Carrie Manley leaned toward U.S. Army veteran Doug Tharp's hospital bed at the VA Palo Alto Spinal Cord Injury Center, the light in her eyes twinkling.
"Man, we brought you salt," she said, pulling a jumbo-sized bag of Lay's potato chips from a grocery bag with handles. Not one bag of chips, but two -- and two jars of dill pickles. It was just what Tharp had wanted for Veterans Day, he said.
"In here it's a lonely place sometimes. It's great to get visitors. It's always nice to get the smiling face," Tharp said, grinning.
On this Veterans Day more than 50 residents and business owners from Midtown to downtown and from north Palo Alto to the south took part in a drive to bring what Manley called "the little gestures (that) add up to a big thing" to veterans in the VA Palo Alto Health Care System's spinal-care unit.
Girl Scouts delivered milk shakes from Peninsula Creamery; kids from Walter Hays Elementary School made bookmarks and cards; Palo Alto High School art teacher Steve Ferrera's 10th graders made colorful banners and Bell's Books owner Faith Bell scoured her shelves in search of desired books. There were steak and lobster dinners donated by the Fish Market and flowers from Midtown's Nature's Alley. A book on living with multiple sclerosis requested by a vet was donated by Kepler's Books in Menlo Park.
Manley started the gift-collection drive three years ago when Jane Lathrop Stanford Middle School held a Family Service Learning Day. Everyone contributed every way possible, and that was inspiring, she said.
She and husband Brian Goucher made their front porch "collection central" for the outpouring of community appreciation. On Friday Goucher, Manley, childhood friend Holly Chamberlain and sons Alex Chamberlain and Will Goucher wheeled a cart full of grocery bags for 15 veterans filled with the items they had requested. It was the first of three delivery trips Manley said she planned to make that day.
One man wanted a flowering plant to give to his wife when he returns home tomorrow; another had a birthday the day before and wanted a cheesecake to share and a couple of roses to give to his wife.
One of Chamberlain's favorite stories is of a young veteran who sustained a life-changing injury in Afghanistan. He was victim of friendly fire caused by a friend's bout of horseplay, she said.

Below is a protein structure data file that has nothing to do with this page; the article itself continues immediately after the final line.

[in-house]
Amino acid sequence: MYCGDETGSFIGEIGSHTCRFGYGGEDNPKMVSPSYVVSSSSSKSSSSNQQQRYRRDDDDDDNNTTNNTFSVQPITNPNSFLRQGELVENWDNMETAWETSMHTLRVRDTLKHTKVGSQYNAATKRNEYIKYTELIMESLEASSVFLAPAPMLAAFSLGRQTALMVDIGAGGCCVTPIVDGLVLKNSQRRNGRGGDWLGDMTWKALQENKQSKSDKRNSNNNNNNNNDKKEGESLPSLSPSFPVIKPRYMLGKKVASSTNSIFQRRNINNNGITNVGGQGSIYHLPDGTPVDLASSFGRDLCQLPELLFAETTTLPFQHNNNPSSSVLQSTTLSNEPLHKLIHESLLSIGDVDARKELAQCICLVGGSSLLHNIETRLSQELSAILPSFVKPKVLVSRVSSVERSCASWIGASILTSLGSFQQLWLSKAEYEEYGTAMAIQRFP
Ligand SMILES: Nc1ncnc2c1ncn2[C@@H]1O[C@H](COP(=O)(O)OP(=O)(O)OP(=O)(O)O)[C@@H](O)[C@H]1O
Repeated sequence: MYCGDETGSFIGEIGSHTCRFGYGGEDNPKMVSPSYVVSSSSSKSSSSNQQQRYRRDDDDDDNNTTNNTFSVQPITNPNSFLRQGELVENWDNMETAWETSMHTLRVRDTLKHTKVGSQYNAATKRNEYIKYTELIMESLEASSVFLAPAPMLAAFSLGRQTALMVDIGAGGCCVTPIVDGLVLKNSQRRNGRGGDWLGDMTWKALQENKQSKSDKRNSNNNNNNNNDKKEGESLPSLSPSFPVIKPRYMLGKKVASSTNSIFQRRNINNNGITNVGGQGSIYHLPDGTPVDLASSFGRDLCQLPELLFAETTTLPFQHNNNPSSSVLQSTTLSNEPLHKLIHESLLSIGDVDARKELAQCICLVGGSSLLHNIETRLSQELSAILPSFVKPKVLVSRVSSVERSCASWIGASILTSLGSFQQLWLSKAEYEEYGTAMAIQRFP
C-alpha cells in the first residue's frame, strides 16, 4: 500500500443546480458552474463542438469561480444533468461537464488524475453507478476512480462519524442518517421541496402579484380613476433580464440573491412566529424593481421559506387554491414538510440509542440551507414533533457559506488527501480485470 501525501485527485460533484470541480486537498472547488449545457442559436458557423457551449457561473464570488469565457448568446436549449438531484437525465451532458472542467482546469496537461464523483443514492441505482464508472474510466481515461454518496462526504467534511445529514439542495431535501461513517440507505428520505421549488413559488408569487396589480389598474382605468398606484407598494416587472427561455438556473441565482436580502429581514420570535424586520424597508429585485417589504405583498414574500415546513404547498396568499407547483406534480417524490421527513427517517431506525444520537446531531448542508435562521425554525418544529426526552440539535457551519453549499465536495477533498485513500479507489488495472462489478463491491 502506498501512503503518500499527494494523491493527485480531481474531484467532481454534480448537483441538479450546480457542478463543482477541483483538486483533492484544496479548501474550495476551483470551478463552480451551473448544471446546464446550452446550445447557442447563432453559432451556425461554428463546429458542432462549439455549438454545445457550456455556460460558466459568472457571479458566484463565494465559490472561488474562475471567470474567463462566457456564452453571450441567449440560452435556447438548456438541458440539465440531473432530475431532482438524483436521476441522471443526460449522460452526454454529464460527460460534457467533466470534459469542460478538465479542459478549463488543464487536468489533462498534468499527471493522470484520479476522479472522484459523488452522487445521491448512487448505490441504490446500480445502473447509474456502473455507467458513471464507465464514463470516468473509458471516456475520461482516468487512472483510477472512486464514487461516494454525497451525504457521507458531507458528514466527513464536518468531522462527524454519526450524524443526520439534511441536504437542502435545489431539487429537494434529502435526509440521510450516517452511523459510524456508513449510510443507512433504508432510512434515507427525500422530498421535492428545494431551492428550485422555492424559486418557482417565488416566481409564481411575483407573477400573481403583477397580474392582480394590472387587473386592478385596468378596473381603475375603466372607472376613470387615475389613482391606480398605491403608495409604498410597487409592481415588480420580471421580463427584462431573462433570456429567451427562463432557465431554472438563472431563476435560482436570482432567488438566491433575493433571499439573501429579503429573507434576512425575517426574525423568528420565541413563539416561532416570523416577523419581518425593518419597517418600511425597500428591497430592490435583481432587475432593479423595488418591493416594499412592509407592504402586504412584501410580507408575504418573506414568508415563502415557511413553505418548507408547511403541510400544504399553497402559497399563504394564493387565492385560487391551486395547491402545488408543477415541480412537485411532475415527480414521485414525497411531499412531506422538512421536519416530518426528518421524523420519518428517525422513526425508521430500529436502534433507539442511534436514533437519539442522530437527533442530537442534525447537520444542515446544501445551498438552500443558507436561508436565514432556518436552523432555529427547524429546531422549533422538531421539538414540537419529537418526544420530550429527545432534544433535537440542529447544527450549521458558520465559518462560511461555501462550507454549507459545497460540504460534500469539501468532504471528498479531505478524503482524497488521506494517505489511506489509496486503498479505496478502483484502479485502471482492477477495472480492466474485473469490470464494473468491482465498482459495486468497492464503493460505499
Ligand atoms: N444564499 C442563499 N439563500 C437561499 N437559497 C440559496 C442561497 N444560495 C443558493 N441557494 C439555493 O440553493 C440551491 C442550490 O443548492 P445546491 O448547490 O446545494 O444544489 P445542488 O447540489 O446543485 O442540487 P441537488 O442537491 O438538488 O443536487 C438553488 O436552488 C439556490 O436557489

Each day the young man's father makes the long trek from Martinez after work to cook a meal for his son. He stays the night on the VA campus at Fisher House, which provides a place to stay for veterans' families, before making the return hourlong trip back to work in the morning.
Veterans Day is the dad's birthday and the son asked for a German Chocolate cake, steak and lobster dinner and a birthday card he can give to his dad. "You should have seen his eyes light up. Now he gets to give something to his father," she said.
Several veterans who are big San Francisco Giants fans will get photos of their favorite players donated by the Sports Gallery on University Avenue, Chamberlain said.
Aaron, 56, an Air Force veteran, had only one wish: a single bookmark. But on Friday Goucher gave him two beautifully inlaid wood markers compliments of Bells' Books -- and a half dozen more bookmarks that are laminated expressions of appreciation from Walter Hays kindergarteners.
"These kids have never written in full sentences and we didn't tell them to. They were determined to write their thoughts," Manley said.
Aaron said he hadn't asked for much because he'd already stocked up. He made the four-mile round trip to Walgreen's on San Antonio Road driving down Arastradero Road sidewalks in his motorized wheelchair, he said.
"It makes me feel real good to be appreciated for serving our country," he said of the gifts and cards.
Manley looked toward her son.
"My gift on Veterans Day is to meet Aaron. I want a little bit of this man to rub off on my children," she said.
Chamberlain said this was her first year as part of the Veterans Day gift giving.
"There are always a million reasons not to do it," she said of one's busy schedule. "I thought, 'I really need to do it. I need to step out of my own stuff and help someone else," she said.
The boys, Will and Alex, pinned colorful banners from the high school students in the center's day room. T-H-A-N-K Y-O-U, they spelled out. Each letter was a different color and pattern. Below, the artists had signed their names.
Manley looked at the cart loaded with gifts and reflected on something she has learned after three years: The real gift isn't what's in the bags, but what is in hearts, and sharing time with the veterans is the best gift of all:
"What they ask for is so humble. That isn't really the gift at all. These are vehicles for the connection," she said. "I feel like we're the next-door neighbors. It's the neighborly thing to do."